On The Road With Support Manager, Jon Clemens
One of the perks of working in technology, is that it lends so many tools that allows us to connect with our colleagues and clients from anywhere in the world. I decided to put that last statement to test, and in November packed up my things in London and began travelling and working 100% remotely.
I started out by traveling through southwestern Ontario and then heading off to Europe in January. This is where I write to you, today. It’s been very exciting to see the world while still remaining connected with my colleagues in our daily stand-ups and in our company messaging.
Tools and Strategies for working remotely
Here are some of the tools and strategies that have helped me stay connected to work, and to my clients.
My role as support manager is to work with our support team serving clients after site launch. We use Zendesk, an industry standard tool that our customers use to report issues, or ask questions about their websites. With my current schedule, Fridays through Mondays are my 'travel' days, and the other days are work days. With Zendesk, the team back home is able to get a complete look at all of our issues the two days of the business week I am not available. Our clients experience no interruption in service.
Slack has been an amazing tool to keep me connected with the Digital Echidna team. I use it a lot differently now than when I did while in the same office as my colleagues. Back then, it was a message system more than anything. Now, I use the handy screen sharing function to easily demonstrate client issues to my teammates. I also use Slack to connect every morning with the support development manager in the London office. We go over all of the tickets and make sure clients are covered. The ability to make “slack calls” has also been amazing, because calling internationally is definitely one of the biggest hurdles of working remotely.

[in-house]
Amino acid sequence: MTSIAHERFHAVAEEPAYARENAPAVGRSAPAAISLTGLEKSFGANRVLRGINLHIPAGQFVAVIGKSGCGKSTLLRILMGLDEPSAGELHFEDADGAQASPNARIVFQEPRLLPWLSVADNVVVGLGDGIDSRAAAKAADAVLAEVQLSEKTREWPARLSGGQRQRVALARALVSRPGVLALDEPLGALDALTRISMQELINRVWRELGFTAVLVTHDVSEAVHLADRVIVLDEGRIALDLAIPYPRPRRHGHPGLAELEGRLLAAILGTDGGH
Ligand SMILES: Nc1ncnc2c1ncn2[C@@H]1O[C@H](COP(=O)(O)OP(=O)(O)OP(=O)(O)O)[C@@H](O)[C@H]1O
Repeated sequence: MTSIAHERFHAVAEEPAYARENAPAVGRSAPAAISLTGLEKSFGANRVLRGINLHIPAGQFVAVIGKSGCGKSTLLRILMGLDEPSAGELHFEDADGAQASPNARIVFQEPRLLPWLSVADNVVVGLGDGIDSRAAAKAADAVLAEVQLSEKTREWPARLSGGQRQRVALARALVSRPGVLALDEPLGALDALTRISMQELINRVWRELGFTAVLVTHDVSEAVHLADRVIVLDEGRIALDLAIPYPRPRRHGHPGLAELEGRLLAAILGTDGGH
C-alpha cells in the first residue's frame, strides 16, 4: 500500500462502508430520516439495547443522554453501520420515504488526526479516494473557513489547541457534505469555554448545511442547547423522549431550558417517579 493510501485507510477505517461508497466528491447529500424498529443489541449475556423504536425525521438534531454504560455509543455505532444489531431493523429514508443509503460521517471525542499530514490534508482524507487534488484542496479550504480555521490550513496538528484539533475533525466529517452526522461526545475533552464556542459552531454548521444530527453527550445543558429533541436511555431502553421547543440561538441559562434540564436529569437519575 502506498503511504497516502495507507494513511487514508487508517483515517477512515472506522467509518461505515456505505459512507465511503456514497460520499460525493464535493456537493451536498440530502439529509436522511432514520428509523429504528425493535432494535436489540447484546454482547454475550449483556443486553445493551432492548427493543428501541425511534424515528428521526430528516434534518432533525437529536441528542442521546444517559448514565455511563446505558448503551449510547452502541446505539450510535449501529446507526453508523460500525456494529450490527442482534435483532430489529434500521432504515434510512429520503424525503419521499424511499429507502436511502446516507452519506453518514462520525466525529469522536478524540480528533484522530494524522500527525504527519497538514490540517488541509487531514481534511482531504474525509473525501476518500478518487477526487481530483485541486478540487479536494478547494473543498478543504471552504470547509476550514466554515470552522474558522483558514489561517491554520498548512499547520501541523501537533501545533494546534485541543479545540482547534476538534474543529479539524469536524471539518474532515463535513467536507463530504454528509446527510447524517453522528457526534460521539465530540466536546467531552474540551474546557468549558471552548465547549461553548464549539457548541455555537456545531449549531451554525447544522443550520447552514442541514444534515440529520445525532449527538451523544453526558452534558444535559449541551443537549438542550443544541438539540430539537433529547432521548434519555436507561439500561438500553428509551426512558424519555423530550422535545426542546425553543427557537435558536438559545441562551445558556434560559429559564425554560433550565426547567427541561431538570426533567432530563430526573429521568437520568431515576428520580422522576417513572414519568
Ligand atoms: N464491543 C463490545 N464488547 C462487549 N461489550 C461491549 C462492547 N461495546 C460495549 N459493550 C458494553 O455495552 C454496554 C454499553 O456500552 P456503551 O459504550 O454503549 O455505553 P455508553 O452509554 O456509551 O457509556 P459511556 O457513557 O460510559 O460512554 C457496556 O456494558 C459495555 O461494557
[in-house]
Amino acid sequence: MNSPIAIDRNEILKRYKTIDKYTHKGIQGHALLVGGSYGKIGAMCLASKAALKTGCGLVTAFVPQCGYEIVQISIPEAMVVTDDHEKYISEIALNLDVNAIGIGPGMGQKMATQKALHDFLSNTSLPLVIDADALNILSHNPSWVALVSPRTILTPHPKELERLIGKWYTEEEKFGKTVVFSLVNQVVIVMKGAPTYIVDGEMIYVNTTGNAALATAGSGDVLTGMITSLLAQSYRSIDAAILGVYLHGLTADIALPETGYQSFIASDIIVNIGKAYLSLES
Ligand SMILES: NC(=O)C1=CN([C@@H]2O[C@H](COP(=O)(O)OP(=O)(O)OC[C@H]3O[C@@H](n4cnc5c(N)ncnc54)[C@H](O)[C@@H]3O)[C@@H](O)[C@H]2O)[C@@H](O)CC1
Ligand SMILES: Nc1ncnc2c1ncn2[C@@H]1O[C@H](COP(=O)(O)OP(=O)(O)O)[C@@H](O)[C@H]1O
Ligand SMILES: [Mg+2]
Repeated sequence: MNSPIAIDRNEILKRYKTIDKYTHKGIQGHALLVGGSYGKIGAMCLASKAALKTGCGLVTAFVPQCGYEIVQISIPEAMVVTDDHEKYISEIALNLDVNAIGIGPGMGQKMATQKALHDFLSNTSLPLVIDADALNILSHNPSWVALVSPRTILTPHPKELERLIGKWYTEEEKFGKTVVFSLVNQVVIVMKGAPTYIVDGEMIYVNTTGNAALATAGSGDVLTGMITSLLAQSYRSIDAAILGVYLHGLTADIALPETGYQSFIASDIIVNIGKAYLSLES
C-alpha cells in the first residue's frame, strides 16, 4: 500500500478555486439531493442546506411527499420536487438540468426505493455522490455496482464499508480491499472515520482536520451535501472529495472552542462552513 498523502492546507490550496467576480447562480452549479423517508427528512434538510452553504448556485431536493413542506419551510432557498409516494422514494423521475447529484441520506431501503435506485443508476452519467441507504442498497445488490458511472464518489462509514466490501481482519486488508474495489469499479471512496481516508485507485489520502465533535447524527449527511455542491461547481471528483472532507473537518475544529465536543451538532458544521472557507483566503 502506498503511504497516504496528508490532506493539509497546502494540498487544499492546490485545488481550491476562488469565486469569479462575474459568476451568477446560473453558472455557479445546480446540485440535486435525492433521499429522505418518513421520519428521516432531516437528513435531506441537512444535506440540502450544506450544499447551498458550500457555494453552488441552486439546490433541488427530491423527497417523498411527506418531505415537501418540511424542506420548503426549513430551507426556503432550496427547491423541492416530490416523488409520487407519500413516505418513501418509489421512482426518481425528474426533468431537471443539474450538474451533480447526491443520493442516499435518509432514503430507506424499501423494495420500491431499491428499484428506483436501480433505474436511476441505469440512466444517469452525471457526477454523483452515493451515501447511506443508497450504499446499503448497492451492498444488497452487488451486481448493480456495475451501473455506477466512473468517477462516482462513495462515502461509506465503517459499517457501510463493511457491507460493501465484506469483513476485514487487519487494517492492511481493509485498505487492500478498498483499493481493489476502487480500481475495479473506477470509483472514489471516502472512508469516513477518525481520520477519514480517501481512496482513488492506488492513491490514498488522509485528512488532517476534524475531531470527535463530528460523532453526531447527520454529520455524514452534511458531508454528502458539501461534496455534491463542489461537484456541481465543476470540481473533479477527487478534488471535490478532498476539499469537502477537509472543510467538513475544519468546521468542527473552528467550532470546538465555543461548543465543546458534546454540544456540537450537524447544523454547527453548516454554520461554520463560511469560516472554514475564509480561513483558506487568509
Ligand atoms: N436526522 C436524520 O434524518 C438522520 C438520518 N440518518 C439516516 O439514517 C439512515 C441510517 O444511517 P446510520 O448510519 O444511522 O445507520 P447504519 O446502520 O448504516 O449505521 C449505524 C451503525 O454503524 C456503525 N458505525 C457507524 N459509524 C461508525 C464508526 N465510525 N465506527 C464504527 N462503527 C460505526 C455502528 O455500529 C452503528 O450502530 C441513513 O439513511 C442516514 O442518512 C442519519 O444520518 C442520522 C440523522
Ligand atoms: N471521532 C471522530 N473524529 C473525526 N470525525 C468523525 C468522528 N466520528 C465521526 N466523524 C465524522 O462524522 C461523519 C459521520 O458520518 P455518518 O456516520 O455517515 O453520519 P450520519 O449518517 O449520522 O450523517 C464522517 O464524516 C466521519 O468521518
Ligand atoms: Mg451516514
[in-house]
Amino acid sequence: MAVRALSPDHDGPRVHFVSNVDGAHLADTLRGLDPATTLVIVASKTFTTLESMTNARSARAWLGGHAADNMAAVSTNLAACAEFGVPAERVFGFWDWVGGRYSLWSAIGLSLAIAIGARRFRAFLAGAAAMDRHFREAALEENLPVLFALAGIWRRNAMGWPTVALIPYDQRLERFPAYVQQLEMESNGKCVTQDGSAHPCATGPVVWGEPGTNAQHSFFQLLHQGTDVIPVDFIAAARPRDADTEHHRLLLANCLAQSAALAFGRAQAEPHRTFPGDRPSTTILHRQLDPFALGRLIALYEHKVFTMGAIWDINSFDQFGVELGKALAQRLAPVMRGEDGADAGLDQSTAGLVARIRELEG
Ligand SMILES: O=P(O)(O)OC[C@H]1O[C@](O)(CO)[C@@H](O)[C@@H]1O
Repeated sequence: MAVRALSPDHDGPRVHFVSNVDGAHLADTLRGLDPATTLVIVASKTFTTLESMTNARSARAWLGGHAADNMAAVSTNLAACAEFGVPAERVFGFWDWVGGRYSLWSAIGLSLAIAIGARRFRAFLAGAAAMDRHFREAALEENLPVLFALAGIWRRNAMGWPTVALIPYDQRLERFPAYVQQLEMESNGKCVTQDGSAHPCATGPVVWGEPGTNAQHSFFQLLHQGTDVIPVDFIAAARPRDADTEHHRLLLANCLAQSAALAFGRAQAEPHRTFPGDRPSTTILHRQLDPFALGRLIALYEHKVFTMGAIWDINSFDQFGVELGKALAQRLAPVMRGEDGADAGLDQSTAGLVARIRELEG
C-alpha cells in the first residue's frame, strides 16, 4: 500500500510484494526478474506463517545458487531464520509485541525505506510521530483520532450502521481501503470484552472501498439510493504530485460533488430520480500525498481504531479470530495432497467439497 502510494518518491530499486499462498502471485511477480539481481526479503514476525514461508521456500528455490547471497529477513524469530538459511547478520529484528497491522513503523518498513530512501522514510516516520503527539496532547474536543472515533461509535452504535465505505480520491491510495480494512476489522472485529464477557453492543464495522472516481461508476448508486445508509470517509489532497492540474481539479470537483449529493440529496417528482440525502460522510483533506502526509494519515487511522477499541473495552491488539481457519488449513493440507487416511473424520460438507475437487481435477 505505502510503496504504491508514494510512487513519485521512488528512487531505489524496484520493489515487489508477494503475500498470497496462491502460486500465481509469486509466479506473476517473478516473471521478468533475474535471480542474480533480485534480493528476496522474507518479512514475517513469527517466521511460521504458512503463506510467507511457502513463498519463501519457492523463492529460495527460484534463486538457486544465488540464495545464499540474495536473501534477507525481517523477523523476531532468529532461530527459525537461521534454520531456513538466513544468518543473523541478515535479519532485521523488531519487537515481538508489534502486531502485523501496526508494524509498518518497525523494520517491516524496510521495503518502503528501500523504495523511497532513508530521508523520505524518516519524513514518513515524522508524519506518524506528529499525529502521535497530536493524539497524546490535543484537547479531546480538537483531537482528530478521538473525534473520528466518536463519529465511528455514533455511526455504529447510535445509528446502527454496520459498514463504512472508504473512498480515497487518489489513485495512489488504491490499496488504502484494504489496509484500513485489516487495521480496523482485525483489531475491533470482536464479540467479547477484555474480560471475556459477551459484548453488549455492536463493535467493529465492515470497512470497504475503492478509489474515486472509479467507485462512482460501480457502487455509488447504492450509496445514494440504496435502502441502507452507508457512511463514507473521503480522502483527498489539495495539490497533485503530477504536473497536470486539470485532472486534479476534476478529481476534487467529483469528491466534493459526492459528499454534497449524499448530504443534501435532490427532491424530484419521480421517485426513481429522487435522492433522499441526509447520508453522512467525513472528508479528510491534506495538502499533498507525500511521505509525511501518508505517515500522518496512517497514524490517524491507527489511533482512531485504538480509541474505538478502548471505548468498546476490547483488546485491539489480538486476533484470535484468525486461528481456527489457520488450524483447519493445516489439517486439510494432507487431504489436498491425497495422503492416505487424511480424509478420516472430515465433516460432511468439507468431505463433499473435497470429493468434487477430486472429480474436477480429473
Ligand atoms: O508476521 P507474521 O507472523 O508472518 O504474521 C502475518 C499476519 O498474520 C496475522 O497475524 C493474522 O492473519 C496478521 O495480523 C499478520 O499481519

A Time Zone Strategy
It is true that I am not the first person who works remote for Echidna. But, I am somewhat unique in that my ongoing travel plans involve lots of different time zones. So, I did agree that I would always keep work hours to the E.S.T. timezone, the same timezone as London, Canada. When I am in England this means I work 2 p.m. - 10 p.m., when I am in France it means 3 p.m.- 11 p.m., and so on. For my employer and colleagues, this strategy means they can count on me to be available and in communication with as little disruption to teams as possible. The perk for me, is that I have whole mornings to myself and had the time to go to the Tower of London, Notre Dame, and many other must-see places. It is now not unusual that I will have walked 15 k.m. before I sit down at the keyboard to ‘start’ the day.
A Good Cell Phone Battery
You’ll want to make sure that you have lots of battery life for that lifeline of yours. I opted to get a cellphone case with a battery in it so that I could charge it no matter where I was, and didn’t have to carry another cable to charge it. Which brings me to my next point...
Bring Lots of Electronic Adapters
If you are working outside North America, like I am, don’t forget adaptors. You are going to want good adapters to cover all of the different options in the EU, UK, and so on. Switzerland too, has their own, so do your research before you arrive to a country.
Wifi and privacy
This can be challenging. Though many hostels offer dependable Wifi, opt for a private room if you need to do a lot of meetings, if only to manage the noise. Poor sound quality and background noise can really ruin a meeting. On the other hand, coffee shops are great if you are powering through things, and also when you are travelling because sometimes it’s nice to be around other people.
so, What About You?
That I have been able to travel while still pursuing my career goals, has been a great experience. Even if you’re lucky enough like me to work for a company that lends this flexibility to its workforce, when working remotely you have to be proactive when it comes to intelligent and economical use of time, and communication. What technology or strategy has worked for you? I would love to hear!